Dr. Jordan Baye was a postgraduate year 1 resident at the Iowa City VA Health Care System at the time of writing. He current works as a staff pharmacist at Sanford University of South Dakota Medical Center in Sioux Falls, SD.
Review of Therapeutics
Tadalafil: A Phosphodiesterase-5 Inhibitor for Benign Prostatic Hyperplasia
Article first published online: 25 MAR 2013
© 2013 Pharmacotherapy Publications, Inc
Pharmacotherapy: The Journal of Human Pharmacology and Drug Therapy
Volume 33, Issue 6, pages 639–649, June 2013
How to Cite
- Issue published online: 4 JUN 2013
- Article first published online: 25 MAR 2013
- benign prostatic hyperplasia;
- PDE-5 inhibitors;
- lower urinary tract symptoms;
- new FDA indication;
- overflow incontinence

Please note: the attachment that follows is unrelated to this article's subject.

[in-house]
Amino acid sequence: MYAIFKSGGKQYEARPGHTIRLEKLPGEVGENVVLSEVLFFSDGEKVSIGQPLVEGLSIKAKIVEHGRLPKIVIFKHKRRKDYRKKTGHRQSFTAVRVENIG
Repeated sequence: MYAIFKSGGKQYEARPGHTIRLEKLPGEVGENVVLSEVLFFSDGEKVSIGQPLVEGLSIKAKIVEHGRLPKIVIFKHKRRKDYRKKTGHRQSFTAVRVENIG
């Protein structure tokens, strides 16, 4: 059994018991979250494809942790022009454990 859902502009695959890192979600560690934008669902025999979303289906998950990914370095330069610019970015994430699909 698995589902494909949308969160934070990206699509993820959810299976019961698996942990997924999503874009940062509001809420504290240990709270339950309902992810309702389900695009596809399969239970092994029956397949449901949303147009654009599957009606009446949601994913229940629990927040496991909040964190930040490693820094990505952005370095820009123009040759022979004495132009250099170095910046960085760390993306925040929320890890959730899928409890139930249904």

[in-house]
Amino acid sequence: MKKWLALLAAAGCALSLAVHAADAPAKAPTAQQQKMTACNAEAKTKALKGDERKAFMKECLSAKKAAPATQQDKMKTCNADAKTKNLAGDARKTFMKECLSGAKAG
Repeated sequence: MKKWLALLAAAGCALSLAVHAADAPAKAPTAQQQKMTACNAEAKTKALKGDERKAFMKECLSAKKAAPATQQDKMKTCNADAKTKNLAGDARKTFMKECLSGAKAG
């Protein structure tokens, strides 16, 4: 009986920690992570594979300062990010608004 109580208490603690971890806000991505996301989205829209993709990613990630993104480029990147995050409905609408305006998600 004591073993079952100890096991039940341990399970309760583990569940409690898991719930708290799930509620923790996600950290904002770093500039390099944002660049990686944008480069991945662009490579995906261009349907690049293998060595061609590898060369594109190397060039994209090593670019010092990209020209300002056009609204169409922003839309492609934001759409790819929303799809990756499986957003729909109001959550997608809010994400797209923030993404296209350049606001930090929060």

Tadalafil is a phosphodisesterase (PDE)-5 inhibitor recently approved by the United States Food and Drug Administration for lower urinary tracts symptoms (LUTS) associated with benign prostatic hyperplasia (BPH). The mechanism for improved LUTS is thought to be related to three principal theories: alterations in nitric oxide levels, Rho-associated protein kinase deactivation, and reductions in pelvic atherosclerosis. The efficacy of PDE-5 inhibitors for the treatment of LUTS associated with BPH has been demonstrated in several randomized placebo-controlled trials. Tadalafil is thought to be superior based on an extended half-life; however, other PDE-5 inhibitors have positive results in BPH and have not been proved to be inferior to tadalafil. Before administration, concomitant use of medications such as nonselective α-adrenergic antagonists, nitrates, and cytochrome P450 inhibitors should be assessed for possible drug interactions. Potential adverse drug events seen in Food and Drug Administration–approved tadalafil include back pain, dyspepsia, headache, and dizziness. Given the efficacy and safety data currently available, the PDE-5 inhibitor tadalafil represents a reasonable alternative for selected male patients with LUTS associated with BPH, especially with concomitant erectile dysfunction.